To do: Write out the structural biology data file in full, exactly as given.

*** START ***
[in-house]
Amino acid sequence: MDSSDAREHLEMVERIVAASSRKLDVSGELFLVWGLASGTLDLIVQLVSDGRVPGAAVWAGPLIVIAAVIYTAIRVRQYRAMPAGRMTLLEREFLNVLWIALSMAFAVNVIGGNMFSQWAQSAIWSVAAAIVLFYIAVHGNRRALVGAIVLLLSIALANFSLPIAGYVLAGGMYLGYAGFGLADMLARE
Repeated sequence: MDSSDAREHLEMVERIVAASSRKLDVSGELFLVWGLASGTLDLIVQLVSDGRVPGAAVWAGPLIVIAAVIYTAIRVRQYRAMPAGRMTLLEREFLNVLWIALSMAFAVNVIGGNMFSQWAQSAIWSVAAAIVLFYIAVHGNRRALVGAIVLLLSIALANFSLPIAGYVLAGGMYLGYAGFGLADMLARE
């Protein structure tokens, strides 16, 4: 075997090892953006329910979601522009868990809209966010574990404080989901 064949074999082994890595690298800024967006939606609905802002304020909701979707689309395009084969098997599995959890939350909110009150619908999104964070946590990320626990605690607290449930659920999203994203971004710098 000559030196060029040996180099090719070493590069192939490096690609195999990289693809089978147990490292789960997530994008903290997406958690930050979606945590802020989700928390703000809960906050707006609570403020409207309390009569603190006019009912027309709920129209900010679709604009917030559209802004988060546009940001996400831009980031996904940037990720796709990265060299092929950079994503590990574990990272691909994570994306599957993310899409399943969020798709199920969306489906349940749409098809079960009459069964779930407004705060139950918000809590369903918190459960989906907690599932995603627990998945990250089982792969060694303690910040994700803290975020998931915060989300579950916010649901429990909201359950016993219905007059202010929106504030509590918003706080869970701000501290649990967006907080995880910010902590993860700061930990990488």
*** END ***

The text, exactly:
[in-house]
Amino acid sequence: MDSSDAREHLEMVERIVAASSRKLDVSGELFLVWGLASGTLDLIVQLVSDGRVPGAAVWAGPLIVIAAVIYTAIRVRQYRAMPAGRMTLLEREFLNVLWIALSMAFAVNVIGGNMFSQWAQSAIWSVAAAIVLFYIAVHGNRRALVGAIVLLLSIALANFSLPIAGYVLAGGMYLGYAGFGLADMLARE
Repeated sequence: MDSSDAREHLEMVERIVAASSRKLDVSGELFLVWGLASGTLDLIVQLVSDGRVPGAAVWAGPLIVIAAVIYTAIRVRQYRAMPAGRMTLLEREFLNVLWIALSMAFAVNVIGGNMFSQWAQSAIWSVAAAIVLFYIAVHGNRRALVGAIVLLLSIALANFSLPIAGYVLAGGMYLGYAGFGLADMLARE
């Protein structure tokens, strides 16, 4: 075997090892953006329910979601522009868990809209966010574990404080989901 064949074999082994890595690298800024967006939606609905802002304020909701979707689309395009084969098997599995959890939350909110009150619908999104964070946590990320626990605690607290449930659920999203994203971004710098 000559030196060029040996180099090719070493590069192939490096690609195999990289693809089978147990490292789960997530994008903290997406958690930050979606945590802020989700928390703000809960906050707006609570403020409207309390009569603190006019009912027309709920129209900010679709604009917030559209802004988060546009940001996400831009980031996904940037990720796709990265060299092929950079994503590990574990990272691909994570994306599957993310899409399943969020798709199920969306489906349940749409098809079960009459069964779930407004705060139950918000809590369903918190459960989906907690599932995603627990998945990250089982792969060694303690910040994700803290975020998931915060989300579950916010649901429990909201359950016993219905007059202010929106504030509590918003706080869970701000501290649990967006907080995880910010902590993860700061930990990488």